The work was coordinated by the Telomere to Telomere Consortium that Miga co-founded with Adam Phillippy, head of the genome informatics section at the National Human Genome Research Institute in Bethesda, Md., part of the NIH. Telomeres are sections of DNA that cap the ends of each chromosome, so the consortium name came from the goal of mapping the full stretch of DNA, from one end to the other.

The complete sequence means scientists can now confirm that the human genome is made up of 3.055 billion base pairs — the molecular building blocks referred to by the letters A, C, G and T that form the genetic recipe for building humans from a single cell — which are sorted into 19,969 functionally useful genes.

The Telomere to Telomere group added 200 million base pairs and 115 active genes to the most recent draft of the genome, which was finished almost a decade ago and updated in 2019. Scientists on the project compared the size of the gap they filled to finding an entire continent on a world map.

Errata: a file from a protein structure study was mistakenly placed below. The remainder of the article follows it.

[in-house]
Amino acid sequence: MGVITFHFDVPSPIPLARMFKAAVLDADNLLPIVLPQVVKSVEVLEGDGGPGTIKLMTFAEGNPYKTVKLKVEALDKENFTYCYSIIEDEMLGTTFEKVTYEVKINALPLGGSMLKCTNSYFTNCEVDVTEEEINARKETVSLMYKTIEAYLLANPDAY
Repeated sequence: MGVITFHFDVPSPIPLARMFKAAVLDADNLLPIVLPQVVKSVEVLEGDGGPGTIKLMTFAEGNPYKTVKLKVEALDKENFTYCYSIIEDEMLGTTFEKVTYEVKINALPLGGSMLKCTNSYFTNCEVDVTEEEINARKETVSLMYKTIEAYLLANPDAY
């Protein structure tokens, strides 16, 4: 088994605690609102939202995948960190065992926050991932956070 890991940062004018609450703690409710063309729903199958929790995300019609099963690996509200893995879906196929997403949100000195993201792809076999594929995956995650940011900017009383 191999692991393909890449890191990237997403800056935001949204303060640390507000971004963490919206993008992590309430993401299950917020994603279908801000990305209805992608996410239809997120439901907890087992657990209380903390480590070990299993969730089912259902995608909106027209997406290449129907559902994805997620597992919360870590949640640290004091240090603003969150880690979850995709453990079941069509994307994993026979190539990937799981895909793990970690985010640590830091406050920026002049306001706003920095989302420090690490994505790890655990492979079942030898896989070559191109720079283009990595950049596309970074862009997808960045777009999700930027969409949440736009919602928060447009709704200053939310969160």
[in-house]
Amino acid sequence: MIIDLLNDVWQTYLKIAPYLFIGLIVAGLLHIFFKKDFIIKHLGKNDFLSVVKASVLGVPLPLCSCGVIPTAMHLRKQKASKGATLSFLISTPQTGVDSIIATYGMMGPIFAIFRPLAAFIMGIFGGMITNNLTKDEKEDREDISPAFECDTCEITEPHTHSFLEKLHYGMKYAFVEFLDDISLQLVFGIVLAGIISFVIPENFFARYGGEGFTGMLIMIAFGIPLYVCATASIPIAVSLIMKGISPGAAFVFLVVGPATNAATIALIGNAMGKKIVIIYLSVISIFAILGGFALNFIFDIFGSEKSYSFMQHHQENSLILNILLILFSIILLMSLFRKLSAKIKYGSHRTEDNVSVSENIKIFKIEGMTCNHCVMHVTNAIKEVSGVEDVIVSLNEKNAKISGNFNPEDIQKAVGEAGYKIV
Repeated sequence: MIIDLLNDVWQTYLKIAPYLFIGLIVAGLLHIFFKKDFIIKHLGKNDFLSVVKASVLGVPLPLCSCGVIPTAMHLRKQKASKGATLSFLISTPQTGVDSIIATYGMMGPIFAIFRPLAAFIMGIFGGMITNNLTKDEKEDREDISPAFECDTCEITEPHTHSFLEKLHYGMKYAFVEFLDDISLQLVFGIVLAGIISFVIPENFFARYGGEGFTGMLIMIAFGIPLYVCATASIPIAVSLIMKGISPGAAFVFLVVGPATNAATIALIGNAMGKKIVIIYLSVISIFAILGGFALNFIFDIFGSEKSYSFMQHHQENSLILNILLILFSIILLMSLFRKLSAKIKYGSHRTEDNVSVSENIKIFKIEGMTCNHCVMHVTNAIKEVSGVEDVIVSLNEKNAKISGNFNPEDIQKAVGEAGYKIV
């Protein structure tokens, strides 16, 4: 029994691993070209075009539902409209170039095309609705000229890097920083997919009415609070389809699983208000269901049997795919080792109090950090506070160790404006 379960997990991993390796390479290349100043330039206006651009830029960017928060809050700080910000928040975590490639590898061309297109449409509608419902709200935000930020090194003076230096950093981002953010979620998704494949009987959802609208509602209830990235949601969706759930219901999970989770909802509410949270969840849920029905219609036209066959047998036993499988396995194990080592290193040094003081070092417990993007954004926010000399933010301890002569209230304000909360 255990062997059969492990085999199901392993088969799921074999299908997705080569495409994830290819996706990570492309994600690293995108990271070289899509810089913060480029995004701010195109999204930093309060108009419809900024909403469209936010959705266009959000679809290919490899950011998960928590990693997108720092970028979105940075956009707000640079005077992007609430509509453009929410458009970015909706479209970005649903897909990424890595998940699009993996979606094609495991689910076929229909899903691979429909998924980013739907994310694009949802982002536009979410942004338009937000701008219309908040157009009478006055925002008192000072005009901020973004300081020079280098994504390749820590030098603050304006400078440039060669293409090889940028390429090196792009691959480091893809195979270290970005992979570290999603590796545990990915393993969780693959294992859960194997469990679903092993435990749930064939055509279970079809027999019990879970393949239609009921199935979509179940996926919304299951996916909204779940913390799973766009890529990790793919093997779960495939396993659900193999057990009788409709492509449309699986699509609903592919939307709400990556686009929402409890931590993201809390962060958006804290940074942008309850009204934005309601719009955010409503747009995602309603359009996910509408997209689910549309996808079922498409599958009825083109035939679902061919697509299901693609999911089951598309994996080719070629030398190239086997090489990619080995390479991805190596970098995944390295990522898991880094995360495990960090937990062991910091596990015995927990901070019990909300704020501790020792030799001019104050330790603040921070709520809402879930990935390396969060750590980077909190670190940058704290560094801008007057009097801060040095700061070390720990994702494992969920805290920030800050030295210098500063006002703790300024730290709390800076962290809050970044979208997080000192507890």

"We've added more than 200 million new bits of information to the genome — hundreds of millions of bits about what makes us human," said Nicolas Altemose, a postdoctoral fellow at UC Berkeley who was part of the consortium. "It's been a massive amount of new information to process and annotate. We're only just beginning to figure it all out, but getting this first clear glimpse of what's in those regions has been incredible."

The sequence provides the first full account of key parts of human chromosomes, including the centromeres — dense collections of DNA strands that make up the middle of the chromosome — and the telomeres at either end. Chromosomes are wormlike strands that contain the DNA instructions; humans have 23 pairs of them.

The complete sequence should help scientists better understand the underlying genetics of all kinds of human disease, including cancer. It also provides insight into human evolution, as the regions of the chromosome that were unmapped before contain some of the greatest genetic diversity.